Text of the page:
FDA: PD-L1 Blocking Agents Linked to Decreased Survival in Urothelial Cancer Trials

The monotherapy arm has now stopped enrolling patients with low PD-L1 status
The monotherapy arm has now stopped enrolling patients with low PD-L1 status

The Food and Drug Administration (FDA) has issued an alert regarding an efficacy issue identified in clinical trials where patients with metastatic urothelial cancer who have not received prior therapy and who have low expression of programmed death ligand 1 (PD-L1) were treated with Keytruda (pembrolizumab; Merck) or Tecentriq (atezolizumab; Genentech) monotherapy.

Data Monitoring Committees (DMC) from two ongoing clinical trials (KEYNOTE-361 and IMVIGOR-130) found that in the monotherapy arms of these studies, patients with low PD-L1 status had decreased survival compared with those who received cisplatin- or carboplatin-based chemotherapy. The 2 trials are comparing platinum-based chemotherapy combined with Keytruda or Tecentriq to platinum-based chemotherapy alone. Additionally, both trials have a third arm of monotherapy with Keytruda or Tecentriq; this arm is being compared to platinum-based chemotherapy alone. The monotherapy arm has now stopped enrolling patients with low PD-L1 status as per the DMC recommendations.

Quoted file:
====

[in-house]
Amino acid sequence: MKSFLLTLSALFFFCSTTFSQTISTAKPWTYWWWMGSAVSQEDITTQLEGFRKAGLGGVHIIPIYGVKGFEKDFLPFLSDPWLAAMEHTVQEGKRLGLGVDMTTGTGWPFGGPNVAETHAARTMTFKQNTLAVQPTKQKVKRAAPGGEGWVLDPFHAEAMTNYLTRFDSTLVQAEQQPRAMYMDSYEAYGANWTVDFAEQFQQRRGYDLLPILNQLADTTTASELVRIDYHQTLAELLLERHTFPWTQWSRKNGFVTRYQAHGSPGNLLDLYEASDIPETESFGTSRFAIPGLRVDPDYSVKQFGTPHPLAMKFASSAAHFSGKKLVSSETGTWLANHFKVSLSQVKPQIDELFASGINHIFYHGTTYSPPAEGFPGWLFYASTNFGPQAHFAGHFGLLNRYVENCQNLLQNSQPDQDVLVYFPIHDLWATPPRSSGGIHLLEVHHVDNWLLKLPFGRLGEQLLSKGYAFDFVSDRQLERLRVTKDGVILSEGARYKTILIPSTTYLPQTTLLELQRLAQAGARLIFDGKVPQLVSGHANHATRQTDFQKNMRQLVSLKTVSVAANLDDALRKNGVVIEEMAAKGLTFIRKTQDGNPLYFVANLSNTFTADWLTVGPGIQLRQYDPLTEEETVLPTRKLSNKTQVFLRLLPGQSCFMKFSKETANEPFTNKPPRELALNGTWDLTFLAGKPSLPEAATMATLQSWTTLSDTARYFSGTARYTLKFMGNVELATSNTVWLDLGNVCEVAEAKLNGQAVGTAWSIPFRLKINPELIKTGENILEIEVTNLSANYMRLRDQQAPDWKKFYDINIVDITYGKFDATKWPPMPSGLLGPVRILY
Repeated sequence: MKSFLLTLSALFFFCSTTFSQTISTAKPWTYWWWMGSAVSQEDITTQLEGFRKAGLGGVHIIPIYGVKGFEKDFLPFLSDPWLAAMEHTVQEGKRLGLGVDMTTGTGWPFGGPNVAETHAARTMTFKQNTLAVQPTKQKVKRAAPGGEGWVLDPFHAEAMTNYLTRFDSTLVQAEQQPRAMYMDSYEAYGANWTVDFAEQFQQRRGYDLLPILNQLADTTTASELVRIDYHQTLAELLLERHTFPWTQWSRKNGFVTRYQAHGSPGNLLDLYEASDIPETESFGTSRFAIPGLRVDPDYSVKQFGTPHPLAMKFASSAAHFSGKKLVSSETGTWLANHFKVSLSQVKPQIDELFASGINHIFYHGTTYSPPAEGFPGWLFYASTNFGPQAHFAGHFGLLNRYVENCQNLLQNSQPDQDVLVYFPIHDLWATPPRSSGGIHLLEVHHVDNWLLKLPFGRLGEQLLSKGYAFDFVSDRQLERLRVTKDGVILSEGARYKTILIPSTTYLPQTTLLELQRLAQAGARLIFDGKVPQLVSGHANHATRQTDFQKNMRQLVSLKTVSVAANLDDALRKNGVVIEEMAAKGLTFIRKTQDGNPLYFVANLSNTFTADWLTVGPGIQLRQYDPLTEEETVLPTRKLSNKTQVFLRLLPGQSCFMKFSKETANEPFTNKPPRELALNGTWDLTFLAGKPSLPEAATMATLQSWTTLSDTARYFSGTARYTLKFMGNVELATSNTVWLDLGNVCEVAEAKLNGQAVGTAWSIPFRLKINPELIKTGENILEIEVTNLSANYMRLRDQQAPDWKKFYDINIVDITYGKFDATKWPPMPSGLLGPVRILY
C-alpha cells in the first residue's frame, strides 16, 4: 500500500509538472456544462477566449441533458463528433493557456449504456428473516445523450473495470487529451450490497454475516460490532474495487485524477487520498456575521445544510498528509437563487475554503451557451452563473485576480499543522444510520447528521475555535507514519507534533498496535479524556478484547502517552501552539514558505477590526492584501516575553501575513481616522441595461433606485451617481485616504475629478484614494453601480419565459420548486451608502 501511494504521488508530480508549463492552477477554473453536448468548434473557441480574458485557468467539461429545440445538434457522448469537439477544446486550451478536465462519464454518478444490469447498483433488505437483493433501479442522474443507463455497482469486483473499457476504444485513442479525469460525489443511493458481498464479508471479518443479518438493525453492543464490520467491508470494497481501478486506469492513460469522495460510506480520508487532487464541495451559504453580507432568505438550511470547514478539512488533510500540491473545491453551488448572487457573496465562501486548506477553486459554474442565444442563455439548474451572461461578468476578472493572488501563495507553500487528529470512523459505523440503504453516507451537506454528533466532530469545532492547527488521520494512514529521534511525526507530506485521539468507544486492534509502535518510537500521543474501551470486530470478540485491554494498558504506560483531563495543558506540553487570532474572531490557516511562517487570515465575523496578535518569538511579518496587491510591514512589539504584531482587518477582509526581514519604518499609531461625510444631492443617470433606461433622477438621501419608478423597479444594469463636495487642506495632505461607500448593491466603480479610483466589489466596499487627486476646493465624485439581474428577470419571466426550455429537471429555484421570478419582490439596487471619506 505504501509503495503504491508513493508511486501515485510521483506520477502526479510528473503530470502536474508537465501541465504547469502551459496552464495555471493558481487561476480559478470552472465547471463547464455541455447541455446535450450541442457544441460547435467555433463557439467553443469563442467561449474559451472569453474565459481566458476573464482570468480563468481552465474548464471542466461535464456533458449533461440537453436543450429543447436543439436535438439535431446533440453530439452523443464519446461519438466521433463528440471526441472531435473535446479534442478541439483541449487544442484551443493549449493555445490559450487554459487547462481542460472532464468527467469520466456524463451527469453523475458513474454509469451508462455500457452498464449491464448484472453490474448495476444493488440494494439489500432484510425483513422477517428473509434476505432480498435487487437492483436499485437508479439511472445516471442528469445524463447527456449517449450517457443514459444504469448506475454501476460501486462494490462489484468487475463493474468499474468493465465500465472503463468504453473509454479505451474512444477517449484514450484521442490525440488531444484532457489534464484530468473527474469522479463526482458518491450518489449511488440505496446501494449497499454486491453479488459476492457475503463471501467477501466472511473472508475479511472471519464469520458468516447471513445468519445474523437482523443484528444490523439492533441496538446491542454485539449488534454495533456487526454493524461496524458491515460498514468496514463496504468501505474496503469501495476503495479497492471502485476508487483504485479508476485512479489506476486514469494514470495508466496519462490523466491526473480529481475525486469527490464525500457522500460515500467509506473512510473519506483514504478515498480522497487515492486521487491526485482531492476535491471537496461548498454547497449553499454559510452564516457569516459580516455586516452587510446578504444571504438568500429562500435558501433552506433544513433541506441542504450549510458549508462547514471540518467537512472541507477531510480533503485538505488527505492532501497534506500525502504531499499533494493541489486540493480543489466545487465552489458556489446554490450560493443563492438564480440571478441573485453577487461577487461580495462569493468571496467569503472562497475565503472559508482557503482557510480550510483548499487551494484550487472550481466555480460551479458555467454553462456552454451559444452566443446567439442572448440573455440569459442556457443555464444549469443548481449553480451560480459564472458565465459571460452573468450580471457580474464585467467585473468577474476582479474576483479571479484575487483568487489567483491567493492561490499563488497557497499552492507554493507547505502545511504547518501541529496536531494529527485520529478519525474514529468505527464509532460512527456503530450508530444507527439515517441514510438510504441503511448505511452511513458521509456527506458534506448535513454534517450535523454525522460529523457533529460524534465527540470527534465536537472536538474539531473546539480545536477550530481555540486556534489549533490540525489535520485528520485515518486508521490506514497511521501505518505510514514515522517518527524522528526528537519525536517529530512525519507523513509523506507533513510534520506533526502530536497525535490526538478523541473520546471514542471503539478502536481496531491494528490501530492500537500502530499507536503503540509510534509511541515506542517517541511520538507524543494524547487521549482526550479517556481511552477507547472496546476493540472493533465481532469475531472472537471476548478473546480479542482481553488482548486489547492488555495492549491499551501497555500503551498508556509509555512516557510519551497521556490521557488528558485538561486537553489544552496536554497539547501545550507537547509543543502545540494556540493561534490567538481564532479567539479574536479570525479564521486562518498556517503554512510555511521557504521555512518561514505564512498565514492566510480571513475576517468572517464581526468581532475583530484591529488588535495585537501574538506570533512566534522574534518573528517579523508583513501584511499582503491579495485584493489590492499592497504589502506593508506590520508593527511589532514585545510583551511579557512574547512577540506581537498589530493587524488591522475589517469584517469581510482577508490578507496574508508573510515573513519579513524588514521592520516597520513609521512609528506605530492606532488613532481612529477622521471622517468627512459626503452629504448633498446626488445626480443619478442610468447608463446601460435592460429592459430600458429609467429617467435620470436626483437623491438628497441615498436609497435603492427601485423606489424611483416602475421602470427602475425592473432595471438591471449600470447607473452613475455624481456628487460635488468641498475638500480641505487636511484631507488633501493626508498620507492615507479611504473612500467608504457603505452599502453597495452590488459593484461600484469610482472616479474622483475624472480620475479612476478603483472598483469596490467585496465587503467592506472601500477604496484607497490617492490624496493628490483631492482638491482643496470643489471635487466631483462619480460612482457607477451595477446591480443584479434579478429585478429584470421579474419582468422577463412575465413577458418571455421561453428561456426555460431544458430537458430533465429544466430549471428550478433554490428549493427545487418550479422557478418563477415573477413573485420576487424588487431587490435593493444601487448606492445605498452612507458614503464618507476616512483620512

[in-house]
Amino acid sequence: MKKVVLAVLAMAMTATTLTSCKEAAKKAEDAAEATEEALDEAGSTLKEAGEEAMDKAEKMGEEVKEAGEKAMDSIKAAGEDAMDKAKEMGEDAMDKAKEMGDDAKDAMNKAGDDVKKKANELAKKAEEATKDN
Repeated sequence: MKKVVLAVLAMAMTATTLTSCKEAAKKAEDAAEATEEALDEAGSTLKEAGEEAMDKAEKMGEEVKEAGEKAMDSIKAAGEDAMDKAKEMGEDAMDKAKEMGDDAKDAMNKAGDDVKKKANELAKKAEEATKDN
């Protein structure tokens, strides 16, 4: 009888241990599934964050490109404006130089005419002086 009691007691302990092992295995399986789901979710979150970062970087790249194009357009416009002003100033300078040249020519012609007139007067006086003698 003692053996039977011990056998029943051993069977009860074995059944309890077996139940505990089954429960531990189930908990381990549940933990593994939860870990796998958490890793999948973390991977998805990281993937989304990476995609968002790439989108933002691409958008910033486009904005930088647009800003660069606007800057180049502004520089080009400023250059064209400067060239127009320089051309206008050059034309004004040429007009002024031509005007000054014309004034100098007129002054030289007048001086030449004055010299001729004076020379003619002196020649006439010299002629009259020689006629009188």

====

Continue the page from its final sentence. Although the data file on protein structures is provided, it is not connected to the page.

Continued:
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Keytruda and Tecentriq are currently approved under accelerated approval for the treatment of locally advanced or metastatic urothelial carcinoma patients who are not eligible for cisplatin-containing chemotherapy. 

In a statement the FDA said that, "The populations enrolled in the ongoing clinical trials were eligible for platinum-containing chemotherapy, and therefore differ from those enrolled in the trials that led to the accelerated approvals of both Keytruda and Tecentriq in the treatment of patients with locally advanced or metastatic urothelial carcinoma who are not eligible for cisplatin-containing chemotherapy."

Those taking either treatment for other approved uses should continue to take the medication as directed by their healthcare professional. 

For more information visit FDA.gov.